Aspen the Dog

He was the best dog. Ever.

I know you’d say that about your dog, too. And it would be true as well. We dog lovers are fiercely loyal to our own. As it should be.

samoyedMy friend, owner of Topaz, a golden Lab of amazing intellect and beauty, decided that I needed my own dog–hoping, I think, that, after they sniffed their ways through the doggie version of speed dating, they’d like each other and become soul mates, if dogs aspire to such things. So, one day, he took me on a trip to my hometown to meet Aspen, although I had no clue what this adventure was about.

Aspen was standing behind the screen door when we walked up to the house. Samoyeds are always happy, their tails wag and their mouths are wide open. He was beautiful. His long, white hair around his curly tail was carefully combed and stood, just so, against his wirey body. He was smiling. (They do smile, you know.)

I knocked at the door and the owner of the Aspendog (as he came to be known) appeared a bit frazzled. She and her husband were getting a divorce and wouldn’t be able to keep him in her new apartment. How easily we abandon pets–part of our families, part of our lives–I thought. But, on the other hand, we have to deal with things in the best ways possible. In this case, the lady was looking for a good home for her dog.

I fell in love with him immediately. His smile, his coat, his demeanor. He was big–in contrast to the terrier-mix I had as a child–and was getting bigger.

It turned out that, at five months, the Aspendog was not house broken, trained or—well—anything. I have stories. Lots of them. Too many.

We worked through all that, and he did become the best friend of Topaz the Wonderdog who, in her more mature and ladylike manner, knew how to deal with his taunts, and nose pushes and licking.

Besides Topaz, Aspen loved many things including squirt cheese, cold weather and fingers. It took me some time to figure that last one out. That is, until it dawned on me that his original playmates were children who often got their fingers into very interesting things–interesting, especially if you’re a dog. Things like child smells and candy and love. That’s why he licked everything, always. Yes, it’s true.

A few years later when Topaz passed on, Aspen couldn’t say anything. He could only deal with what he experienced—life without his friend. It is much the same way we feel when a friend leaves us, except that, sometimes, we can call them on the phone and talk. Perhaps we should call.

Aspen was my dog for seven years. He would look forlorn when I left for the day, and he would love me when I came home at night. He didn’t judge. He only made me feel right.

Then, one night, he couldn’t stand up. On his face were the same fear and love that were on mine. He looked into my eyes and I looked into his. He’d become a best friend. I could not ask for more in the world, except to hope that he wasn’t leaving.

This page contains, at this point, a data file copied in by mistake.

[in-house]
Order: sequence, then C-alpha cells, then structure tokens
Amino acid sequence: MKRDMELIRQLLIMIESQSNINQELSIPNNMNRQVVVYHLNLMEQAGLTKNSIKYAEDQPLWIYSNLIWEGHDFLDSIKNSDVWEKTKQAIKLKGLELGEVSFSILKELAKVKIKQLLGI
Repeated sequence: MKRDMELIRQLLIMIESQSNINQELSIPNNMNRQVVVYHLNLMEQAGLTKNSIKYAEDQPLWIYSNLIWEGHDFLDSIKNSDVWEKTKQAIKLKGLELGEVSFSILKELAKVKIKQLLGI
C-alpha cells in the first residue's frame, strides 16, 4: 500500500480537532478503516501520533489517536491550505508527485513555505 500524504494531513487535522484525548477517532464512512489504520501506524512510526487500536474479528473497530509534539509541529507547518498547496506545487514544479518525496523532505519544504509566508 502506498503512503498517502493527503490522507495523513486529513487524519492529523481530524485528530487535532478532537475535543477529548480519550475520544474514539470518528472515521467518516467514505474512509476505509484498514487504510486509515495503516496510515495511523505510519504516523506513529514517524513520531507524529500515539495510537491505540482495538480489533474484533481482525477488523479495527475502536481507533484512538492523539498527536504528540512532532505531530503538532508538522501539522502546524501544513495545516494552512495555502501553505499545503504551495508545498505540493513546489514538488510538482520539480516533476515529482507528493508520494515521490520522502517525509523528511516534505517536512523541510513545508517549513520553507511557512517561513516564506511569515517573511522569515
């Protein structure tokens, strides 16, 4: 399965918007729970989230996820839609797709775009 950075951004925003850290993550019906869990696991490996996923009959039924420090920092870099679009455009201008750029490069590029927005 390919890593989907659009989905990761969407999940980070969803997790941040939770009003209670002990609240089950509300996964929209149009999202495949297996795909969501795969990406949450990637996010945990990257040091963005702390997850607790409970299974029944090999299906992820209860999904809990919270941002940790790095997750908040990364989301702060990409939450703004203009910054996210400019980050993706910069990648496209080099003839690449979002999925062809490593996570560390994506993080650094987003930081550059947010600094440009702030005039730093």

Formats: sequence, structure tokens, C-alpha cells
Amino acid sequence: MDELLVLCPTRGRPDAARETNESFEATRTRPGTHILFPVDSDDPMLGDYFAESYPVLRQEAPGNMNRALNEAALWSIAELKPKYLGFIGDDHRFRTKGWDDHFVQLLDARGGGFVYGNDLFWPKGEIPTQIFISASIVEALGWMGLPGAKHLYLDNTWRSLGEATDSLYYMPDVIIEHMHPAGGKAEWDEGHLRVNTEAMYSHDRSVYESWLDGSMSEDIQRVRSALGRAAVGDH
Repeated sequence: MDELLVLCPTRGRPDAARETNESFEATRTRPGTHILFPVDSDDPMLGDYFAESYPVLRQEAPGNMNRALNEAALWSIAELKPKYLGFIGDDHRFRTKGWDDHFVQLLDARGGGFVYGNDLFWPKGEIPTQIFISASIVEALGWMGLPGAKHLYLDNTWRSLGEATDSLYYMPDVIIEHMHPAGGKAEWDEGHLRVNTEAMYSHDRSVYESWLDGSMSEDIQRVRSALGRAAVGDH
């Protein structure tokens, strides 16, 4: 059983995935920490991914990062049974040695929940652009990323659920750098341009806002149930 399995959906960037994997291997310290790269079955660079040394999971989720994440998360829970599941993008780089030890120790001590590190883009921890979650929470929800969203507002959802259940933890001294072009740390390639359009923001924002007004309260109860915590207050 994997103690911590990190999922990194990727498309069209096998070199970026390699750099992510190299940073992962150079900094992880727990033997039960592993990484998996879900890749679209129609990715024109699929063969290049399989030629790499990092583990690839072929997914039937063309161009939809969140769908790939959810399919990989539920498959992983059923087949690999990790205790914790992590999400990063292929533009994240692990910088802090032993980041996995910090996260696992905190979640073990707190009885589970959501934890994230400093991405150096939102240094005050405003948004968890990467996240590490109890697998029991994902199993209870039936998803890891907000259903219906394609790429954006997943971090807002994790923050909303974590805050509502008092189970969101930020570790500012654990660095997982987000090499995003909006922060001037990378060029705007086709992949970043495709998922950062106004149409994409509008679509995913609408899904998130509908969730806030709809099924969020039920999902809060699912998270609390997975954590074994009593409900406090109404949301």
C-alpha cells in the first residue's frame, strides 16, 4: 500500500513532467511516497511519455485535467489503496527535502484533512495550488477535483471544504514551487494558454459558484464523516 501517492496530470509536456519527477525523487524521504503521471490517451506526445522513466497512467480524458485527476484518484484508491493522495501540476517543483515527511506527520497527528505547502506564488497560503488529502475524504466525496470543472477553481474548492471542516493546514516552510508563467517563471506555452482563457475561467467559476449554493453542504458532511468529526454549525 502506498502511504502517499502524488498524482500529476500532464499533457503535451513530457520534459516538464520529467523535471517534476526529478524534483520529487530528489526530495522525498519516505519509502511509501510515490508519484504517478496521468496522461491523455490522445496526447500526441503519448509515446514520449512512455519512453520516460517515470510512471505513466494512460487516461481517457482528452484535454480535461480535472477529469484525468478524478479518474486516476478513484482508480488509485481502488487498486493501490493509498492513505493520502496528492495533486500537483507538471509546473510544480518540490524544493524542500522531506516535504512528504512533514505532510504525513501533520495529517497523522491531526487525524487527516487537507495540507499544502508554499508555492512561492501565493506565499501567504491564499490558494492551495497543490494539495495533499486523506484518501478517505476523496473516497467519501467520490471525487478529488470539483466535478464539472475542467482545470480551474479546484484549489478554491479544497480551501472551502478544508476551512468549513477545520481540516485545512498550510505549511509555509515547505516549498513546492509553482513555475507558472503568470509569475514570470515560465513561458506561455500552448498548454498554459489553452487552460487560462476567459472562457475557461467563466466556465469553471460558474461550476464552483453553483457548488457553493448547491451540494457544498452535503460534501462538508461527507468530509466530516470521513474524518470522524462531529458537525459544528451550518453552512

But he did.

Today, I remember him.

You can lick my fingers, buddy…

Perhaps someone you care about isn’t close by anymore. Know that they are with you. Always. Just like mom and dad. Just like Aspen and Topaz.

We really aren’t alone. Ever.

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Being a contribution

Okay. It’s confession time. Basically, I don’t like to wait. I choose next day shipping when buying from Amazon, and I wish it didn’t take so long to hard boil an egg. And, don’t get me started on how slow microwaves have become…

Well, I exaggerate, but you get the idea.

For many of us, waiting for stuff to happen can be a doldrums-like experience–like someone pressed the pause button on the DVD of your life. “If only they’d hurry up,” you might think, believing that the event (or life) you long for will bring the satisfaction that, until this point, has remained just outside your grasp.

todayRecently, my view of waiting has taken a turn for the better.

As I write this, Gerald Finzi’s “Eclogue for Piano and Strings” is playing on my iTunes. At a precise ten minutes, “Eclogue” (it means “pastoral poem”) is both haunting and bittersweet. Haunting in that there’s a yearning and tenderness in the melody and orchestration. Bittersweet because Finzi meant for it to be the slow movement of a piano concerto that he would never complete. (You can listen to the music here.)

Now, despite my jokes about being sometimes less than patient, I would never think of skipping to the end of the track just to hear the last note. I’ll bet you wouldn’t either. In music, it’s not the final note we savor (unless it’s getting through a Wagnerian opera!) it’s all the ones from beginning to the end that make up the musical story.

But in “the waiting game,” we can be so focused on what will be (the final note of music) that we miss what is. Within the waiting game is a subtle (or not-so-subtle) belief that tomorrow will be better than today. Now, that may be true. But today is the time and place to make a difference. It’s the only time and place we have any influence over.

So, how do you turn waiting into action?

Benjamin Zander, author of “The Art of Possibility” and conductor of the Boston Philharmonic, has a phrase that fits for me. He encourages people to be a contribution. Not to “make” a contribution, but to “be” one. Putting this idea into practice is as simple as throwing yourself into life as someone who makes a difference, accepting that you may not understand how or why. And, by being a contribution, you are one—not tomorrow, not when the waiting ends, but during the waiting! Now.

The difference between “being” a contribution and “making” one may seem slight. For me, it’s recognizing that our very life is a contribution should we choose to throw ourselves in. In that life of being a contribution, there is no waiting game to be played.

There’s another post about Benjamin Zander’s book here.